As there are many terms to such a large project like Elastos and Cyber Republic, we’ve decided to build a growing glossary of terms that can help the less technically acquainted understand better what the tech means and the impact it could have. This week we’re focusing on a less technical term: “Hackathon.”
“A hackathon (also known as a hack day, hackfest or codefest) is a designed sprint-like event in which computer programmers and others involved in software development, including graphic designers, interface designers, project managers, and others, often including domain experts, collaborate intensively on software projects.
“The goal of a hackathon is to create usable software or hardware with the goal of creating a functioning product by the end of the event. Hackathons tend to have a specific focus, which can include the programming language used, the operating system, an application, an API, or the subject and the demographic group of the programmers. In other cases, there is no restriction on the type of software being created.”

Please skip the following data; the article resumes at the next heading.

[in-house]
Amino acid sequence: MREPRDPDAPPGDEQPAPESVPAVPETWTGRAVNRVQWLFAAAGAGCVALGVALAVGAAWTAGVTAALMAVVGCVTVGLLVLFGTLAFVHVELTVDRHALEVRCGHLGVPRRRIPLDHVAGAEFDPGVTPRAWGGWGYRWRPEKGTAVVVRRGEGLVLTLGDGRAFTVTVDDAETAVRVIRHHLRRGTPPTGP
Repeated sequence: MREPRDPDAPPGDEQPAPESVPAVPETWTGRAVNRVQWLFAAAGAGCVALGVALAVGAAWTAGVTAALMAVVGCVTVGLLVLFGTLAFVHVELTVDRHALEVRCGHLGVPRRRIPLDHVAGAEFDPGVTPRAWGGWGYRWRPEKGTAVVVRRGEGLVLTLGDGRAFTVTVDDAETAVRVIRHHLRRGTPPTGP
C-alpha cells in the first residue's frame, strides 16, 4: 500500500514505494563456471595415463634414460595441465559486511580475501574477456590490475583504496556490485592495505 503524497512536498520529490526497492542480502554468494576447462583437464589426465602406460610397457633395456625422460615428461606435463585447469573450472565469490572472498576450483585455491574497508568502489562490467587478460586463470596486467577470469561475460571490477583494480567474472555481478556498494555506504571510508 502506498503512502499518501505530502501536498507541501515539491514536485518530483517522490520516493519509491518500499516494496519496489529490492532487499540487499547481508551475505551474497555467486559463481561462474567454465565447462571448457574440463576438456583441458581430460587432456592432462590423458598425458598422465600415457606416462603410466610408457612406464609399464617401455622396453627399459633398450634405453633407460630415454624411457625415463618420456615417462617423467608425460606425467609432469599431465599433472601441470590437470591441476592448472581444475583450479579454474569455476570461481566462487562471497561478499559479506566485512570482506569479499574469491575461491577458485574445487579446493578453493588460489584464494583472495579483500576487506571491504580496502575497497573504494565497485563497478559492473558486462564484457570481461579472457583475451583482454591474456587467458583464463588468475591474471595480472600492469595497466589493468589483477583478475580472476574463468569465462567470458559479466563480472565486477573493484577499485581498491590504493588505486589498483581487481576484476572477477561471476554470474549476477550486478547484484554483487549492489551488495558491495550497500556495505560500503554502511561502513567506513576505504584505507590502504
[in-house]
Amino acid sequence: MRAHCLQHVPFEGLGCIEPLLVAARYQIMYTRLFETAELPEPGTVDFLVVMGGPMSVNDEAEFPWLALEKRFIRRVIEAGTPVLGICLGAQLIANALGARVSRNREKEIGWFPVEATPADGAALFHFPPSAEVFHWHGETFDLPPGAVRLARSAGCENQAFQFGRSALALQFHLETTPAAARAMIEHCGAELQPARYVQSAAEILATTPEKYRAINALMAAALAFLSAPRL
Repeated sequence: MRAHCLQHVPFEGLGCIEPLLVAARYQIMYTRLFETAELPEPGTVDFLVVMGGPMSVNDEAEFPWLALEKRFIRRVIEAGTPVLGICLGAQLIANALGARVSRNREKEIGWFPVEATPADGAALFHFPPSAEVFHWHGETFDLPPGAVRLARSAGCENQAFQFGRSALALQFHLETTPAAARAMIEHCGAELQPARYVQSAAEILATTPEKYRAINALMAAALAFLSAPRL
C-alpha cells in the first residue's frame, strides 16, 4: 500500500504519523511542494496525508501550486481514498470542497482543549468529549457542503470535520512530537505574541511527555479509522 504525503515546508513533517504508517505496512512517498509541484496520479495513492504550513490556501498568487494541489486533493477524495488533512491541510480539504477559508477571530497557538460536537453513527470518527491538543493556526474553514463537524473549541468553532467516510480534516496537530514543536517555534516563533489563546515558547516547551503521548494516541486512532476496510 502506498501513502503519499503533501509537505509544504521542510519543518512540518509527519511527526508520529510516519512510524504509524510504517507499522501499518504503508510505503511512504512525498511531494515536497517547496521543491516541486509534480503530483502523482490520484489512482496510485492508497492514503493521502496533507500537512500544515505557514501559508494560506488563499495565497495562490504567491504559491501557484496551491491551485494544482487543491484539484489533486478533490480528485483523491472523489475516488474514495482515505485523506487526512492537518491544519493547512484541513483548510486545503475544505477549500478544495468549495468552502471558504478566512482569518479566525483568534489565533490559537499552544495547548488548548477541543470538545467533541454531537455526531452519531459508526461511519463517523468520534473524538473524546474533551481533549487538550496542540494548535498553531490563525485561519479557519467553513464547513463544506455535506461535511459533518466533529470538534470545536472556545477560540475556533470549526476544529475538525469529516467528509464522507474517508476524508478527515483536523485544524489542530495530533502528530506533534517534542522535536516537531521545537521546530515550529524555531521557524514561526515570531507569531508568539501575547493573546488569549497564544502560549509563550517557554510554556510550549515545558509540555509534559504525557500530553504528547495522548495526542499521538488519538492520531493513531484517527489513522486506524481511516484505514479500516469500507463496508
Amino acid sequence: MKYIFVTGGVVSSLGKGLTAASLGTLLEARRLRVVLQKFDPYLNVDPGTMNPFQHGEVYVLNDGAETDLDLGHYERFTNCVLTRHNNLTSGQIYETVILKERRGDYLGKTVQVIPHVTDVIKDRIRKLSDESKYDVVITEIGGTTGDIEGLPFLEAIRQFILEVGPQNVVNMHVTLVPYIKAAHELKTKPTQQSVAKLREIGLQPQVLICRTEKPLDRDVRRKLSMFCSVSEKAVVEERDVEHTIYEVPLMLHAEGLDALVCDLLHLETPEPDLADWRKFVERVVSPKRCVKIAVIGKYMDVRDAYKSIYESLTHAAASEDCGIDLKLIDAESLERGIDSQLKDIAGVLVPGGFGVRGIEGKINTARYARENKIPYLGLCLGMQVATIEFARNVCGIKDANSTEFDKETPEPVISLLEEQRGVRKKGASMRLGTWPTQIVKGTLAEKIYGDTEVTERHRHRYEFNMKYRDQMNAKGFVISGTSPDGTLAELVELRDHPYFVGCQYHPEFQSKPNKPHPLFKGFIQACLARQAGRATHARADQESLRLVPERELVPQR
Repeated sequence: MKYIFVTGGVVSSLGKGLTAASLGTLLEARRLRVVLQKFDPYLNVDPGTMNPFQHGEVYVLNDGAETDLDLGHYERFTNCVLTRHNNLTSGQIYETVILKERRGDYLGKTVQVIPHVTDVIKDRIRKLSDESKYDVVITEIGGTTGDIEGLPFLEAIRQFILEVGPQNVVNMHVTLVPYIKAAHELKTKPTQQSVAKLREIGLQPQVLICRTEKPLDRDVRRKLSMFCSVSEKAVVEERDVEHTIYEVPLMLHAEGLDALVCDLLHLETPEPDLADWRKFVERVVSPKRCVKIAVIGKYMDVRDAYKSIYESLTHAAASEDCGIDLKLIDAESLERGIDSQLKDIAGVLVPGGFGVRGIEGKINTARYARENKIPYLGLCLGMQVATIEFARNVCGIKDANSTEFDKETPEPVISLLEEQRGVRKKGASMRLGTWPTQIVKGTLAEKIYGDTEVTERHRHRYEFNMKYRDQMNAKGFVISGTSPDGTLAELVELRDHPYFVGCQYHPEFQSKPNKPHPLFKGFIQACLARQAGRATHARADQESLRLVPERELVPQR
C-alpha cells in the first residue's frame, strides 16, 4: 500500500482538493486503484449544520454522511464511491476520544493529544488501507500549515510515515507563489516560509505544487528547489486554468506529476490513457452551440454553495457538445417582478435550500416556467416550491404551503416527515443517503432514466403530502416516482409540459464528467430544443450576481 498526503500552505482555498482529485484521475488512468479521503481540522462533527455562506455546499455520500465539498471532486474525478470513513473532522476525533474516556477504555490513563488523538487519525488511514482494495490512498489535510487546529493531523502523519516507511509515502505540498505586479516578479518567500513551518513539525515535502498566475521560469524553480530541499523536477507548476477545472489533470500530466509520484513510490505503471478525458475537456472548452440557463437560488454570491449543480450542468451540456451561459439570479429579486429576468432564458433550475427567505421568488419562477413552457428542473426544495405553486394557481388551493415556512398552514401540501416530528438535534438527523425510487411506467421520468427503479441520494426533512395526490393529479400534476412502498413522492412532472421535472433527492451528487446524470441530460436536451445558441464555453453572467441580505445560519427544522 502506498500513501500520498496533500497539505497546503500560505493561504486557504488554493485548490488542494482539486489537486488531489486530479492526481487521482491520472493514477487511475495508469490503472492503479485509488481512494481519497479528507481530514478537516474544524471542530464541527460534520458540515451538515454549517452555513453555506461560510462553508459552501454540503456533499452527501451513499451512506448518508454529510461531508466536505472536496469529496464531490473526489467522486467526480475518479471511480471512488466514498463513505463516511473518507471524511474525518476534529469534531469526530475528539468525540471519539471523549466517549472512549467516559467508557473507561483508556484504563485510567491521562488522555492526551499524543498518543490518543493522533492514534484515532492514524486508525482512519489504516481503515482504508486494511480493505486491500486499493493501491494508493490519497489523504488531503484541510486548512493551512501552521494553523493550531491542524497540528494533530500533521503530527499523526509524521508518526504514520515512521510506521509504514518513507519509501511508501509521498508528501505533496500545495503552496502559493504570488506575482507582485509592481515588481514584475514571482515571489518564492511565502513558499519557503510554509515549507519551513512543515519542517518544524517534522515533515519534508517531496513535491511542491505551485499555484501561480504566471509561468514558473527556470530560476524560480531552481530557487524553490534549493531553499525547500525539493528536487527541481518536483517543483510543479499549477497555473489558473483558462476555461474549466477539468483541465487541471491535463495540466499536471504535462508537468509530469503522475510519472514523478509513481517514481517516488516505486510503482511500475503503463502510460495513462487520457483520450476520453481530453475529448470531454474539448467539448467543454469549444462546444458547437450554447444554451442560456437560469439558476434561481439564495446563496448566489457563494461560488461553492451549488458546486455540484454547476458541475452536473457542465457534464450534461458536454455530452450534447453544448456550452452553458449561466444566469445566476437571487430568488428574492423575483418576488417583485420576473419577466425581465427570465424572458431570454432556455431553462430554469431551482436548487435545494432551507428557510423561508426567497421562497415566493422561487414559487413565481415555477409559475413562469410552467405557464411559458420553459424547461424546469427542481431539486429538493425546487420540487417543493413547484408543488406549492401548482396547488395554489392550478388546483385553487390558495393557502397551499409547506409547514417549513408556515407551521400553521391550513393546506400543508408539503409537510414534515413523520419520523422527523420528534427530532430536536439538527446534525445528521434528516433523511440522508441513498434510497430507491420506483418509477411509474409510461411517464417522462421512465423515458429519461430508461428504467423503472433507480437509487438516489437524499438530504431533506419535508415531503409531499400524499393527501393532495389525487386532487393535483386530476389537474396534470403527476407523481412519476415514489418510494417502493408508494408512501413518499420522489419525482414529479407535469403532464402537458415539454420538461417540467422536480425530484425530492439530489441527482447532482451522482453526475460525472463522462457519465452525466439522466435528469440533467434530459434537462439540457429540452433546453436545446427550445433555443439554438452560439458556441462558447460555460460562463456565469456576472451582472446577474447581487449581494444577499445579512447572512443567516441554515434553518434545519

The term hackathon comes from being able to “hack” away at things completely unknown to you and piecing them together to somehow make it work by the end of the event. That’s pretty much the definition of hacking. Hacking is neither good nor bad. A hackathon is akin to a musician’s jam or a writer’s retreat in which there is a get together designed so that skilled individuals can create and tackle projects in a hyper-intensive, fun, and productive environment.
Often, people end up working with strangers, and it is in this environment that networking and long-term developer communities are quickly born. Hackathons are one of the most effective ways to educate developers about blockchain, and in particular, Elastos technology. By creating a space where curious developers can learn and play through experimental creation, dapps are often born.